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This national chronicle, or annual record of events, was originally compiled around 890 during the reign of King Alfred the Great. It was the first attempt to give a systematic year-by-year account of English history, and it was later maintained, and added to, by generations of anonymous scribes until the middle of the 1100s. This version is an 11th-century copy, probably made in Worcester.
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The entry on the left for 793 (dccxciii) tells us about the first Viking raid on Lindisfarne, Northumberland, and the omens that preceded it: ‘Here were dreadful forewarnings come over the land of Northumbria, and woefully terrified the people: these were amazing sheets of lightning and whirlwinds, and fiery dragons were seen flying in the sky.’ The Danish and Norwegian Vikings that eventually settled in parts of the north and east introduced many Scandinavian words from their Old Norse language into English, for example the words they, take, dirt, and place names containing thorpe.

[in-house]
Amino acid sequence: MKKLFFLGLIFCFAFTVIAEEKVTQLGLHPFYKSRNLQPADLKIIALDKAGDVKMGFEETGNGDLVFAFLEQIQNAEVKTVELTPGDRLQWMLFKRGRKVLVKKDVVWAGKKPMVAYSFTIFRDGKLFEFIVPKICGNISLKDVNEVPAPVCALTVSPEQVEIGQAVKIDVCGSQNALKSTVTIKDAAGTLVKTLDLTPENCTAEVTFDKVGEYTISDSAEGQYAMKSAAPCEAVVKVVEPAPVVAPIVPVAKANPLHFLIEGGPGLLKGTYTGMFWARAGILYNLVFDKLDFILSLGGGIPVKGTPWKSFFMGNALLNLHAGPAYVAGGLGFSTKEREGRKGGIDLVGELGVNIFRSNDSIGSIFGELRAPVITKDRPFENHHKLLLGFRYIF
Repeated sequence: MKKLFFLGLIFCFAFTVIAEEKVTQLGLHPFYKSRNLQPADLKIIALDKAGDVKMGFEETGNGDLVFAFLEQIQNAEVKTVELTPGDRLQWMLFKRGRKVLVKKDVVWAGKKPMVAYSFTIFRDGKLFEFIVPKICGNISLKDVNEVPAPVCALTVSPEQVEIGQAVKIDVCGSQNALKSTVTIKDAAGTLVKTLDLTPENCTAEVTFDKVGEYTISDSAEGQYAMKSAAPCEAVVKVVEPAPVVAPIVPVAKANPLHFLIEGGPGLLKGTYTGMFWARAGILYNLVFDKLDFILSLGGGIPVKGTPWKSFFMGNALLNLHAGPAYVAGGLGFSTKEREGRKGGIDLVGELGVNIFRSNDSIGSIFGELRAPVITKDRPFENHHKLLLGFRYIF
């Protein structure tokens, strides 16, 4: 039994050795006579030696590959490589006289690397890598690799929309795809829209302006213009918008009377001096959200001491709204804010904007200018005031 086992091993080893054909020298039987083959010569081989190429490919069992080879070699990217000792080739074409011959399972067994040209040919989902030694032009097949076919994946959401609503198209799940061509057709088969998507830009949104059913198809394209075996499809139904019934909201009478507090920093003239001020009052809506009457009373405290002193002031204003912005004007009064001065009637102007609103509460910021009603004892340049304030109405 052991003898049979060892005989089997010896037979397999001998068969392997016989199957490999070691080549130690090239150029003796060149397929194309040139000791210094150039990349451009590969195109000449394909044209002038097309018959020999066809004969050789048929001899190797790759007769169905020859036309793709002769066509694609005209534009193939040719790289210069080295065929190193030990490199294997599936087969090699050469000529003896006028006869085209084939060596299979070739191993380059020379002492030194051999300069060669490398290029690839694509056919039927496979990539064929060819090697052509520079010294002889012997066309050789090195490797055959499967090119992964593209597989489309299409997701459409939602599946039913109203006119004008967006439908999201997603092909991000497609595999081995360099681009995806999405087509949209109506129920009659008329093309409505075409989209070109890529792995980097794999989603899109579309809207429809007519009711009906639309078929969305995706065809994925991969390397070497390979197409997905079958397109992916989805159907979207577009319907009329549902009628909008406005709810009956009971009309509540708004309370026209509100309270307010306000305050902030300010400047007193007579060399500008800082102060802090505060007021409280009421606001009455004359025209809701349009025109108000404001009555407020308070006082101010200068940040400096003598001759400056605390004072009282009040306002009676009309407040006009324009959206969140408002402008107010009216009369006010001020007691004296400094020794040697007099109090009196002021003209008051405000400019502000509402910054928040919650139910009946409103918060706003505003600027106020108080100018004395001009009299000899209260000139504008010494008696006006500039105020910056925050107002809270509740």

Third paragraph from original text:
Ann. dccxciii. Her pæron reðe forebecna cumene ofer norðhymbra land . 7þæt folc earmlic bre?don þætpæron ormete þodenas 7li?rescas . 7 fyrenne dracan ?æron ?ese?ene on þam lifte fleo?ende . þam tacnum sona fyli?de mycel hun?er . 7 litel æfter þam þæs ilcan ?eares . on . vi . id. ianr . earmlice hæthenra manna her?unc adile?ode ?odes cyrican in Lindisfarna ee . þurh hreaflac 7 mansliht . 7 Sic?a forthferde . on . viii . kl. martius.
In present day English:
Here were dreadful forewarnings come over the land of Northumbria, and woefully terrified the people: these were amazing sheets of lightning and whirlwinds, and fiery dragons were seen flying in the sky. A great famine soon followed these signs, and shortly after in the same year, on the sixth day before the ides of January, the woeful inroads of heathen men destroyed god’s church in Lindisfarne island by fierce robbery and slaughter. And Sicga died on the eighth day before the calends of March.